“All nurses are required to provide spiritual care, but for a faith community nurse, it is intentional,” says Susan Carson, a faith community nurse at St. John’s Lutheran Church, an ELCA congregation in Sacramento, Calif.

“We can openly pray with another without any restrictions or time barriers. We focus on whole-person health – body, mind and spirit and how they interconnect.”

Susan explains all that is involved in being a faith community, or parish, nurse. She shares a half-time paid position with another nurse in the congregation and stays busy during that time with many tasks.

“We keep track of the home-bound members and arrange a shared visitation schedule between the pastors, the faith community nurses and the Eucharistic ministers. We manage the prayer list and keep track of the needs of those on that list, which sometimes includes hospital visitation. We advocate for people and families, provide referrals to agencies, organizations or other resources, and provide one-on-one or family health education,” says Susan.

In addition to these responsibilities, they also participate as worship assistants and plan and participate in special events.

Randi Olson, a parish nurse at Bethlehem Lutheran Church, an ELCA congregation in Auburn, Calif., performs similar tasks while also doing work that is specific to her congregation and community. “I maintain the first-aid kits throughout the church and keep an emergency supply box for any community emergencies that we may have in Auburn, whereby Bethlehem would be a rescue or hold station for victims of the emergency. I work on health and safety supplies and [problems] that need repair within the church and church grounds,” says Randi.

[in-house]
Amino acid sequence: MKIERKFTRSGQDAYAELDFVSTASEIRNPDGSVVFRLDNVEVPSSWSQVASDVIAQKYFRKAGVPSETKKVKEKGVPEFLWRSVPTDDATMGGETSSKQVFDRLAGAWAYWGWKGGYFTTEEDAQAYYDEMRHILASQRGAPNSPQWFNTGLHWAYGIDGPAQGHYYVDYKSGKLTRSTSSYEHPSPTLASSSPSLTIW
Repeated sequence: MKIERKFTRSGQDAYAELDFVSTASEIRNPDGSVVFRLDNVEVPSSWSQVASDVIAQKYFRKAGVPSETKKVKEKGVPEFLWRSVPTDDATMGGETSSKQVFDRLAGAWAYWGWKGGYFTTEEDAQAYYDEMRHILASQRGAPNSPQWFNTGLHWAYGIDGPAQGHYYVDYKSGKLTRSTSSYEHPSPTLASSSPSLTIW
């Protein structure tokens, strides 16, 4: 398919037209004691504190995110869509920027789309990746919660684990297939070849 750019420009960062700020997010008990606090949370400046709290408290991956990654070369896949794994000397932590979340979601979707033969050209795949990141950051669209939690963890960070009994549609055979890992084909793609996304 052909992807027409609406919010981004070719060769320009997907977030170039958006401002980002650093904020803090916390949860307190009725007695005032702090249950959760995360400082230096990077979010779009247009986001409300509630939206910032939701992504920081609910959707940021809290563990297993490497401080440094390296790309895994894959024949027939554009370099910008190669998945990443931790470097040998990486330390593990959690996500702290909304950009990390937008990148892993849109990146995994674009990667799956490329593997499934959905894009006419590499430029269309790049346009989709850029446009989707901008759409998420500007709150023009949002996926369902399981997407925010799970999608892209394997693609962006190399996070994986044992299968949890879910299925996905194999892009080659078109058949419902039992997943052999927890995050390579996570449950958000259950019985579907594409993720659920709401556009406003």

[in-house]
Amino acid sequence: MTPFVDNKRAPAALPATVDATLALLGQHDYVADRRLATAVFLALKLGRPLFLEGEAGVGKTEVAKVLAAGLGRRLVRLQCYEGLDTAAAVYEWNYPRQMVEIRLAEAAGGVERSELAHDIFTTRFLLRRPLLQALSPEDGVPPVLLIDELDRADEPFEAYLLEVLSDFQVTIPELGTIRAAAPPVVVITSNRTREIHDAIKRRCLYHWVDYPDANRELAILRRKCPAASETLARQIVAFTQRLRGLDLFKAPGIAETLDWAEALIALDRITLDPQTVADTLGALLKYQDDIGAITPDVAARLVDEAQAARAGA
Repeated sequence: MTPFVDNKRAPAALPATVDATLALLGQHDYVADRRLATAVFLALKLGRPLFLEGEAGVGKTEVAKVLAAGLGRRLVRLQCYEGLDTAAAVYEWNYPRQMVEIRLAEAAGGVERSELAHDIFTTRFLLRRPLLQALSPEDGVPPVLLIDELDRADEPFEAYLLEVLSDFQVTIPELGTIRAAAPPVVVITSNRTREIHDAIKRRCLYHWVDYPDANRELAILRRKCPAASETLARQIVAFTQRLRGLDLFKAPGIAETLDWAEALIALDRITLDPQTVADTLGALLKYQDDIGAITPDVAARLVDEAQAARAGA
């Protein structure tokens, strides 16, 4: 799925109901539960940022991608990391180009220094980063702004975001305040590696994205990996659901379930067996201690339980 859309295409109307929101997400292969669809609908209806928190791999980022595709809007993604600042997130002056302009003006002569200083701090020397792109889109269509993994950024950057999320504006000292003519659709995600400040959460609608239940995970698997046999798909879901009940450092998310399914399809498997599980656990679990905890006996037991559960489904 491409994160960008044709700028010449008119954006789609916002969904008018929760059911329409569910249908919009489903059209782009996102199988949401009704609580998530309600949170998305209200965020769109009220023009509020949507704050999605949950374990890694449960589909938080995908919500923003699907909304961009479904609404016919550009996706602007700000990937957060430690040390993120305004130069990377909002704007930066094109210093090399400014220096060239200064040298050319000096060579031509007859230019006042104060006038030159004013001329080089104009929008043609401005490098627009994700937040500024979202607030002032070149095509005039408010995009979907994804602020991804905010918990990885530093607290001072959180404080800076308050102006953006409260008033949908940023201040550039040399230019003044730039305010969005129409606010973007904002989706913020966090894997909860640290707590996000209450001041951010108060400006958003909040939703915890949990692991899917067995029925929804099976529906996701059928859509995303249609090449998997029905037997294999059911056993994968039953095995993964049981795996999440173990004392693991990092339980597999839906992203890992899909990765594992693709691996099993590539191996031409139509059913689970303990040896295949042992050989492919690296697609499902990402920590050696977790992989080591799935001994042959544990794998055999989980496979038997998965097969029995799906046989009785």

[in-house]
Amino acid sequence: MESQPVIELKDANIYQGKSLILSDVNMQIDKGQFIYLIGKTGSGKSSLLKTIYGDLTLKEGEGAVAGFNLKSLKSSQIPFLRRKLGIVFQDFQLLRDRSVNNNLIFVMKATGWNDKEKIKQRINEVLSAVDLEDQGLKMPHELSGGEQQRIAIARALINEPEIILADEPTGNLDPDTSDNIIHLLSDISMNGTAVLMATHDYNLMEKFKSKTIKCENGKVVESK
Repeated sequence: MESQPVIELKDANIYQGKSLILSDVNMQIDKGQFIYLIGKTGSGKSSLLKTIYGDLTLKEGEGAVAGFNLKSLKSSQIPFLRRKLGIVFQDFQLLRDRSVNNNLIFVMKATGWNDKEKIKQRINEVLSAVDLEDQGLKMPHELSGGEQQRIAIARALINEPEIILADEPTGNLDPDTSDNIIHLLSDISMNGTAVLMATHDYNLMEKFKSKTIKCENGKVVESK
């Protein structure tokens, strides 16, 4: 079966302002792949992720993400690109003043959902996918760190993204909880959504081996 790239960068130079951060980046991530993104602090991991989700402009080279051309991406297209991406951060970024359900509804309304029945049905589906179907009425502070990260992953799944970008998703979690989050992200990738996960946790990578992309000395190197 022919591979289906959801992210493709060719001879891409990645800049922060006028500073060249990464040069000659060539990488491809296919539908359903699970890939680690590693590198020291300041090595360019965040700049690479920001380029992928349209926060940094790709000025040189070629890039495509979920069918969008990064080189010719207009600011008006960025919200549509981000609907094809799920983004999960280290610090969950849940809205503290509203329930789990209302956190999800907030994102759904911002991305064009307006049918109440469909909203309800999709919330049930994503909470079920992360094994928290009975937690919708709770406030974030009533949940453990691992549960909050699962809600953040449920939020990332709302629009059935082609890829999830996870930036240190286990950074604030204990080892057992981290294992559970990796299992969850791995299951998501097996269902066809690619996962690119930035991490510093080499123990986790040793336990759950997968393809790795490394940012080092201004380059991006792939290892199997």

“Most of all, I give encouragement to all who talk with me about health problems and help families who need to make decisions about moving out of their homes and into long-term care facilities, or also help families in need of support of calling in-home care aides and hospice.”

Caring for the whole person

To be a parish nurse, you must have a license and degree. But special training is also required to prepare for this ministry – whole-person care sets this nursing apart from clinical care.

“The other thing that makes this care different is that I walk with people until they reach resolution, whether it be healing or death. I can remember from clinical care that I would just have a snapshot of the person and never knew how things turned out for them,” says Marilyn Maki, a parish nurse at St. Paul Lutheran Church, an ELCA congregation in Lodi, Calif.

With this type of care, nurses are able to be with the patient for a longer period of time, even after everything has happened. They can see the progress they are making while in church or can be there to support a family if they are in a time of mourning.

They are also able to focus on entire families and not just one patient at a time. Susan explains a time when she worked with a husband, wife and daughter. The husband, who was the primary caregiver for his family, had a wife who had early onset Alzheimer’s. Susan was able to provide him with resources and referrals. Later, he had hip surgery. “We speak with them directly to make sure we can pray with them. We had a couple hospital visits and follow-ups. It was an ongoing relationship for a variety of reasons,” says Susan. Not only were they able to provide help for the husband and wife, they also assisted the daughter, who asked for assistance with transportation so that her parents could continue to attend worship.

It takes faith

A parish nurse is more than someone who just gives medical advice or hosts a blood drive. They prayerfully care for their patients and even those who aren’t receiving medical help. They are there for those in their congregation during the most challenging moments in their lives and continue to do so after the hurt, uncertainty or loss.

“I can’t imagine facing all of the pain and loss I witness as a nurse without faith. Knowing that we are never alone and that God is in control helps me to keep a healthy perspective,” says Deb Knudtzon, a member of Bethlehem Lutheran Church, an ELCA congregation in Santa Rosa, Calif.

Although each parish nurse is different, they all have one thing in common – without their faith, they would not be able to do what they do.

Charity Springer
Charity Springer is a recent graduate of Northwestern College in Orange City, Iowa, and lives in Dorchester, Neb.

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